- Legal Notices
- Photo Gallery
- Subscription Rates
- Hall of Fame
By Jo Ellen Dale
At the regular meeting of the Richmond Kiwanis Club April 16, a very interesting program was given by Lisa Keys, who represents the Northland Therapeutic Riding Center located in Kearney. This non-profit organization is a special program aimed at children and adults with special needs. She pointed out that this unique therapy uses the movements of a horse to encourage similar movement responses in humans. In the question-and- answer section following her talk, she further stated that one of the benefits even for hearing impaired people is that it instills self-confidence and encourages them to take part in life. There is a need for volunteers as side walkers, horse leaders, horse handlers and for barn projects. With my own hearing disability, I first thought she said that she would talk about writing therapy which is actually another valuable tool for the group.
Thursday evening I attended the performance of the Tommy Dorsey Band at the Farris Theatre. It was a walk down memory lane for me as I listened to the old, familiar songs and I relived “the way we were.” The excellent musicians played the songs exactly as the original band had and the riffs by soloists rivaled anything I have heard. The leader gave us a few historical notes as well as playing and singing himself. He mentioned that the youngest member, 22, slapped the bass fiddle in 1940s style. All the players were great but I especially liked the drummer and the pianist. Got plenty of exercise too as it was impossible to sit still and listen the beat.
Friday I was invited to attend Rotary Club again and the program was very interesting. Rev. Bill Purcell, chaplain at Shirkey, spoke of the non-profit organization, Shirkey Hospice & Palliative Care. He began by explaining that hospice care is not designed to help someone die but to help them live fully the life they have left. This means providing comfort to address pain management, compassion bringing healing to the mind and soul, dignity honoring the patient’s desires and those of the family. The mission of Shirkey Hospice & Palliative Care he says is to provide comprehensive care to those with life-limiting illness and the philosophy is that everyone has the right to experience a dignified and peaceful passing in a homelike setting. Many of us there had family members who had been helped enormously by the group. Rev. Purcell passed out other brochures to help us understand.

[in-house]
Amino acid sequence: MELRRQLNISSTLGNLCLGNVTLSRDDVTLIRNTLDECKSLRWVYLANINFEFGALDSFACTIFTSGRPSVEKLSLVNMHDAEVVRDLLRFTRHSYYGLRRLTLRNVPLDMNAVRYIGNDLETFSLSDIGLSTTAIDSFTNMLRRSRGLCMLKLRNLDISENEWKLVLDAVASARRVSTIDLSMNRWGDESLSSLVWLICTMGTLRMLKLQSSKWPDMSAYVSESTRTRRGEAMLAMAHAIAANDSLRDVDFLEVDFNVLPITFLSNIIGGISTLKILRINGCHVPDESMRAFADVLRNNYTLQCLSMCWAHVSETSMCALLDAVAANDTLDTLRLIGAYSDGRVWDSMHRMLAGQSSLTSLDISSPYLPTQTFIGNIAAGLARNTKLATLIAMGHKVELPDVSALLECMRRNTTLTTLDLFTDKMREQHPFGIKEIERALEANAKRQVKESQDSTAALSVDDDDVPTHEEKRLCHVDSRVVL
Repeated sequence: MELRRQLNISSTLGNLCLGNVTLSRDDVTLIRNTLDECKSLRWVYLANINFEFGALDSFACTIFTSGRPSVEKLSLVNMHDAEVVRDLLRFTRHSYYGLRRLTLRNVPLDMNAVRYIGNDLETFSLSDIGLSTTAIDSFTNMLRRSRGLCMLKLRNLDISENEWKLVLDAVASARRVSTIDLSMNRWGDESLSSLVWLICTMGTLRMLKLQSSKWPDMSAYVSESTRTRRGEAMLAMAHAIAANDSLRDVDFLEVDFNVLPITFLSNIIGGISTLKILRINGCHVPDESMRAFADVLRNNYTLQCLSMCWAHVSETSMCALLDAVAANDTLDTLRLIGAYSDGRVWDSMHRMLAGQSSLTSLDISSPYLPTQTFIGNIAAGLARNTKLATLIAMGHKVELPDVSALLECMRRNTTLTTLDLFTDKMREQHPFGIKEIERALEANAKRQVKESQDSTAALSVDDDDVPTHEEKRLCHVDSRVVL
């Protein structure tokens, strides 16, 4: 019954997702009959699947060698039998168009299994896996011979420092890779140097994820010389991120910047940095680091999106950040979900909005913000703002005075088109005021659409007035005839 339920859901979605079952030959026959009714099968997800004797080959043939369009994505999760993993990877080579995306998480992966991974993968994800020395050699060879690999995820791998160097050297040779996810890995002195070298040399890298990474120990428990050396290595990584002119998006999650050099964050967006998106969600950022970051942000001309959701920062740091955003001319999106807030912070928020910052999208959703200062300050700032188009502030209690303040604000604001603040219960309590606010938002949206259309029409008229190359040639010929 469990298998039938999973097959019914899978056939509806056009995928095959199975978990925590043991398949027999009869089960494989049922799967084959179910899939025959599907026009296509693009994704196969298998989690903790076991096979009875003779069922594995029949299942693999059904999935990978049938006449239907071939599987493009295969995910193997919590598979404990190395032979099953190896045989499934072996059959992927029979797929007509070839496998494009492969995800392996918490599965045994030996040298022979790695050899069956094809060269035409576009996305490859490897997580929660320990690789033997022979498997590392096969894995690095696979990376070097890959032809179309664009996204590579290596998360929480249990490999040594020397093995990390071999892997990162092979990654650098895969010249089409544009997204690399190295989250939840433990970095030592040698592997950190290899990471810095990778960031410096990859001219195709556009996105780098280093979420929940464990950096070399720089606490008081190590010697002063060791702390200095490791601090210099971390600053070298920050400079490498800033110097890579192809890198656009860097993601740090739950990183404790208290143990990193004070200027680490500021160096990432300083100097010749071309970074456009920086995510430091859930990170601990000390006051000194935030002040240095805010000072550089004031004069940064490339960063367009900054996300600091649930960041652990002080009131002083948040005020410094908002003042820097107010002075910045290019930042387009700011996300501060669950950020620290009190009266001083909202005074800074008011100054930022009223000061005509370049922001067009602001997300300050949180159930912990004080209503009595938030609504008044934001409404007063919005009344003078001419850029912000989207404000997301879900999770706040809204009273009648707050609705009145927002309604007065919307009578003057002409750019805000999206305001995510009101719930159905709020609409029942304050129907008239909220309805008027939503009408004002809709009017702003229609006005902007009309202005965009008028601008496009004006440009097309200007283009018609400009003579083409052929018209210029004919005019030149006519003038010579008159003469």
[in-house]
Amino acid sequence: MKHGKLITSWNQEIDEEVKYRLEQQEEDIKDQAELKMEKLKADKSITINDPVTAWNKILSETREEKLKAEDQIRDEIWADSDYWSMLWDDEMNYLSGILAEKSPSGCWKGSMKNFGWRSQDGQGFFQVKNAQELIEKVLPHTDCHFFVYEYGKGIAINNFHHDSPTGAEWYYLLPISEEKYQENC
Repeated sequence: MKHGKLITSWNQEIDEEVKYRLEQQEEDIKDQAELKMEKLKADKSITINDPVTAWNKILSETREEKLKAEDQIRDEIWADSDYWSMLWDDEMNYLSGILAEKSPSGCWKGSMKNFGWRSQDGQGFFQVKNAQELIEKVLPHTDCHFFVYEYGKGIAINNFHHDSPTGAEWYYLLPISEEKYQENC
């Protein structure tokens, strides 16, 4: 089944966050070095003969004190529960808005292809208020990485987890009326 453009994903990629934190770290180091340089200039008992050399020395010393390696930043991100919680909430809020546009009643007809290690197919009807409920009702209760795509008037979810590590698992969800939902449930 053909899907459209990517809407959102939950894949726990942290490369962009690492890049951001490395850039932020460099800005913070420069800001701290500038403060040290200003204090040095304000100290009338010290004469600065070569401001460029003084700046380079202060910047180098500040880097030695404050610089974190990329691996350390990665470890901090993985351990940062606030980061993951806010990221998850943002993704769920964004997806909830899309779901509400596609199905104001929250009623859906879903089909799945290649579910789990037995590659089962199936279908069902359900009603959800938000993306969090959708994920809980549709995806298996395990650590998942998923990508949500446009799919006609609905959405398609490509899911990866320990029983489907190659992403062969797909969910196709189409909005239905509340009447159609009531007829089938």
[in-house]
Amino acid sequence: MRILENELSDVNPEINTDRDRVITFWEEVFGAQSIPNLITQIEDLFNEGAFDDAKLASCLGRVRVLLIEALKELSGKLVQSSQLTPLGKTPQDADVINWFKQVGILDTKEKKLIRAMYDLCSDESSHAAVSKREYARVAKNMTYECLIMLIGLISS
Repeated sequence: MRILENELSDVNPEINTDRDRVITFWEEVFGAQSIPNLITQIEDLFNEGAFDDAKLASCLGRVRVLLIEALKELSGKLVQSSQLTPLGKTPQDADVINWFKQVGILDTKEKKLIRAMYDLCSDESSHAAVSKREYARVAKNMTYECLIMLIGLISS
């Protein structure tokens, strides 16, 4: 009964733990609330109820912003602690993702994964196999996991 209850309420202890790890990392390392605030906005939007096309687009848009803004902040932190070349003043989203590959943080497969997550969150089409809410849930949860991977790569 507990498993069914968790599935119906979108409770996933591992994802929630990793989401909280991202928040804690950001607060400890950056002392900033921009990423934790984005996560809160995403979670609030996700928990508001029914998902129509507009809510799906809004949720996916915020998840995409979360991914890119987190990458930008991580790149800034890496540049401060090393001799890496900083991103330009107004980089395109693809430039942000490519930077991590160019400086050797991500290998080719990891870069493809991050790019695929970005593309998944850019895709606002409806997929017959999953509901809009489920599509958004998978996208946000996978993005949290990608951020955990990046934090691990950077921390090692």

Friday evening I attended the Mason’s fish fry and enjoyed the fish and sweet potato fries as always. Again the servings were so large that I took some home to enjoy the next day and because I was not very hungry having had a good lunch at the 19th Hole at noon.
This was definitely another week with many good opportunities for eating out. Saturday I went to the biscuits and gravy breakfast put on by the patrons of Gabriela’s Garden as a fundraiser. Although I am not a fan of gravy as I have said before, on request the server dipped out large chunks of sausage for me which was very good. Some day soon I may be forced to eat in.
Later I took part in the Drive 4 Ur School put on by Swafford Ford and really liked the Focus. This is a great fundraiser for our school system and I, for one, applaud Swafford’s for it. I have driven my Taurus for many years and find it to be an excellent car for me.
On Sunday I went out to the 19th Hole for lunch and a wonderful surprise was waiting for me. My son Chuck and two of my grandsons, Chris and Jeff, appeared and I could hardly believe my eyes. They were there to have a game of golf as well as visit with me. After their game, we had a tasty meal at the Tequila-Jalisco restaurant. My grandson, Jeff especially enjoyed it as he speaks fluent Spanish. He is working on a Ph.D at MU in microbiology and spent 8 weeks in Costa Rica in the jungle studying microbes. He stayed with a family and learned the language. Grandson Chris spent the night with me before returning to Arkansas. It was definitely my lucky day.
I’d like to remind you all that my church, United Christian Presbyterian Church, still has a number of prom dresses available at either very low or no cost. It’s a wonderful program that passes on lightly worn dresses to girls who might not otherwise be able to afford a new one. Ask for Jill Pence at the church and she can help out.
Please keep sending your news, DaleDbdale@aol.com